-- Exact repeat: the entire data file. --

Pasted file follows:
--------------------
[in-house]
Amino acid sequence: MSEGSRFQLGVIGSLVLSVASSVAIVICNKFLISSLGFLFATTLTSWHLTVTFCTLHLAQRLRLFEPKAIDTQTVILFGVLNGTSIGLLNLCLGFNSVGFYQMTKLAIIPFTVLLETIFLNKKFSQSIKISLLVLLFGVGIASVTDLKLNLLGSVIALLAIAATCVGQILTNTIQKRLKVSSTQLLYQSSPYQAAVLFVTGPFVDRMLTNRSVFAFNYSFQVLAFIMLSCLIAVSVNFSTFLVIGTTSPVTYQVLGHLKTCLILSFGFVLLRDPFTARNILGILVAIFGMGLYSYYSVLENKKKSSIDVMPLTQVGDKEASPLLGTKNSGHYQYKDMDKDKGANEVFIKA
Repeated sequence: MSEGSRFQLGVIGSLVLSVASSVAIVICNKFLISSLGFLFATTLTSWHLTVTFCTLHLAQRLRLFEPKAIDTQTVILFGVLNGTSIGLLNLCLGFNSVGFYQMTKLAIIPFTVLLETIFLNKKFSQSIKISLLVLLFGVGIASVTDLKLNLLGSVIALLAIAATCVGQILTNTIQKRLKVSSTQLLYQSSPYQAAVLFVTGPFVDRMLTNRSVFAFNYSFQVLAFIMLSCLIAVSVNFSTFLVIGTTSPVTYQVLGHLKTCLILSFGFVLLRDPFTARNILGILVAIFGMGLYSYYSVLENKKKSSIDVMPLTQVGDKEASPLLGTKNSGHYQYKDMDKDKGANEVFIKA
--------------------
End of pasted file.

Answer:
[in-house]
Amino acid sequence: MSEGSRFQLGVIGSLVLSVASSVAIVICNKFLISSLGFLFATTLTSWHLTVTFCTLHLAQRLRLFEPKAIDTQTVILFGVLNGTSIGLLNLCLGFNSVGFYQMTKLAIIPFTVLLETIFLNKKFSQSIKISLLVLLFGVGIASVTDLKLNLLGSVIALLAIAATCVGQILTNTIQKRLKVSSTQLLYQSSPYQAAVLFVTGPFVDRMLTNRSVFAFNYSFQVLAFIMLSCLIAVSVNFSTFLVIGTTSPVTYQVLGHLKTCLILSFGFVLLRDPFTARNILGILVAIFGMGLYSYYSVLENKKKSSIDVMPLTQVGDKEASPLLGTKNSGHYQYKDMDKDKGANEVFIKA
Repeated sequence: MSEGSRFQLGVIGSLVLSVASSVAIVICNKFLISSLGFLFATTLTSWHLTVTFCTLHLAQRLRLFEPKAIDTQTVILFGVLNGTSIGLLNLCLGFNSVGFYQMTKLAIIPFTVLLETIFLNKKFSQSIKISLLVLLFGVGIASVTDLKLNLLGSVIALLAIAATCVGQILTNTIQKRLKVSSTQLLYQSSPYQAAVLFVTGPFVDRMLTNRSVFAFNYSFQVLAFIMLSCLIAVSVNFSTFLVIGTTSPVTYQVLGHLKTCLILSFGFVLLRDPFTARNILGILVAIFGMGLYSYYSVLENKKKSSIDVMPLTQVGDKEASPLLGTKNSGHYQYKDMDKDKGANEVFIKA